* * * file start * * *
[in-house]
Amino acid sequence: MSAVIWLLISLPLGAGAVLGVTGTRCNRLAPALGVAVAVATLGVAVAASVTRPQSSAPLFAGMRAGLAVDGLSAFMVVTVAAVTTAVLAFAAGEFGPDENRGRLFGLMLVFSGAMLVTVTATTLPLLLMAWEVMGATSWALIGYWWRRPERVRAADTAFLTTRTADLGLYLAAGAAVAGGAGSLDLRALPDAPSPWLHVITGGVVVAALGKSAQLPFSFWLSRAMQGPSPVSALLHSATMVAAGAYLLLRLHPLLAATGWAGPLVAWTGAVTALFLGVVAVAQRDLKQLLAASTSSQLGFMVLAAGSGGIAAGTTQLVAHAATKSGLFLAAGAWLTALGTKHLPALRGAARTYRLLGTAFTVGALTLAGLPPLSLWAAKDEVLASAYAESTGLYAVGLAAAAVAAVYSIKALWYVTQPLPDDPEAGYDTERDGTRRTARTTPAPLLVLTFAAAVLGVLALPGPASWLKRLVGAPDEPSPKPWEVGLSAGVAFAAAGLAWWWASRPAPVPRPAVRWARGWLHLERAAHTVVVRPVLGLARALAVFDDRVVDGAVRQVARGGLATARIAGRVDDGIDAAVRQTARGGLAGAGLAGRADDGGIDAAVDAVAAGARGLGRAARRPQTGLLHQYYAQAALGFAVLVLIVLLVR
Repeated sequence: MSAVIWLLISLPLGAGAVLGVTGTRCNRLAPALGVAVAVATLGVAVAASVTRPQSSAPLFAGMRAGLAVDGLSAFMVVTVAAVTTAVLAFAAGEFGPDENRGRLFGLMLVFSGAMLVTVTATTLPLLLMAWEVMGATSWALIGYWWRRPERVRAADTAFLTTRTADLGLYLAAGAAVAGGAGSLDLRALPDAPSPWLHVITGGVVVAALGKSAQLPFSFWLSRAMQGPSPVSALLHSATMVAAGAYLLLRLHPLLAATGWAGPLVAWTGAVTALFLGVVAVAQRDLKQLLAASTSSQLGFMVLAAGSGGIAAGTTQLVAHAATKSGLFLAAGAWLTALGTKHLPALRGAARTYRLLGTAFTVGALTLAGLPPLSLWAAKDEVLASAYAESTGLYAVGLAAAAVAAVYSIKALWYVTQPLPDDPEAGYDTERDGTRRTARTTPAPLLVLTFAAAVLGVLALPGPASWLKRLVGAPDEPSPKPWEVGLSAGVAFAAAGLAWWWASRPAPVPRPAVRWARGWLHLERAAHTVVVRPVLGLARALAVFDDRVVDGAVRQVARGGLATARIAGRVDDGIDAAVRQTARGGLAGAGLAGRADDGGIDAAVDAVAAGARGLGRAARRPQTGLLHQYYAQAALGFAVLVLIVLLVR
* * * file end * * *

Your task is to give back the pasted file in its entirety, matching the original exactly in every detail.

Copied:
[in-house]
Amino acid sequence: MSAVIWLLISLPLGAGAVLGVTGTRCNRLAPALGVAVAVATLGVAVAASVTRPQSSAPLFAGMRAGLAVDGLSAFMVVTVAAVTTAVLAFAAGEFGPDENRGRLFGLMLVFSGAMLVTVTATTLPLLLMAWEVMGATSWALIGYWWRRPERVRAADTAFLTTRTADLGLYLAAGAAVAGGAGSLDLRALPDAPSPWLHVITGGVVVAALGKSAQLPFSFWLSRAMQGPSPVSALLHSATMVAAGAYLLLRLHPLLAATGWAGPLVAWTGAVTALFLGVVAVAQRDLKQLLAASTSSQLGFMVLAAGSGGIAAGTTQLVAHAATKSGLFLAAGAWLTALGTKHLPALRGAARTYRLLGTAFTVGALTLAGLPPLSLWAAKDEVLASAYAESTGLYAVGLAAAAVAAVYSIKALWYVTQPLPDDPEAGYDTERDGTRRTARTTPAPLLVLTFAAAVLGVLALPGPASWLKRLVGAPDEPSPKPWEVGLSAGVAFAAAGLAWWWASRPAPVPRPAVRWARGWLHLERAAHTVVVRPVLGLARALAVFDDRVVDGAVRQVARGGLATARIAGRVDDGIDAAVRQTARGGLAGAGLAGRADDGGIDAAVDAVAAGARGLGRAARRPQTGLLHQYYAQAALGFAVLVLIVLLVR
Repeated sequence: MSAVIWLLISLPLGAGAVLGVTGTRCNRLAPALGVAVAVATLGVAVAASVTRPQSSAPLFAGMRAGLAVDGLSAFMVVTVAAVTTAVLAFAAGEFGPDENRGRLFGLMLVFSGAMLVTVTATTLPLLLMAWEVMGATSWALIGYWWRRPERVRAADTAFLTTRTADLGLYLAAGAAVAGGAGSLDLRALPDAPSPWLHVITGGVVVAALGKSAQLPFSFWLSRAMQGPSPVSALLHSATMVAAGAYLLLRLHPLLAATGWAGPLVAWTGAVTALFLGVVAVAQRDLKQLLAASTSSQLGFMVLAAGSGGIAAGTTQLVAHAATKSGLFLAAGAWLTALGTKHLPALRGAARTYRLLGTAFTVGALTLAGLPPLSLWAAKDEVLASAYAESTGLYAVGLAAAAVAAVYSIKALWYVTQPLPDDPEAGYDTERDGTRRTARTTPAPLLVLTFAAAVLGVLALPGPASWLKRLVGAPDEPSPKPWEVGLSAGVAFAAAGLAWWWASRPAPVPRPAVRWARGWLHLERAAHTVVVRPVLGLARALAVFDDRVVDGAVRQVARGGLATARIAGRVDDGIDAAVRQTARGGLAGAGLAGRADDGGIDAAVDAVAAGARGLGRAARRPQTGLLHQYYAQAALGFAVLVLIVLLVR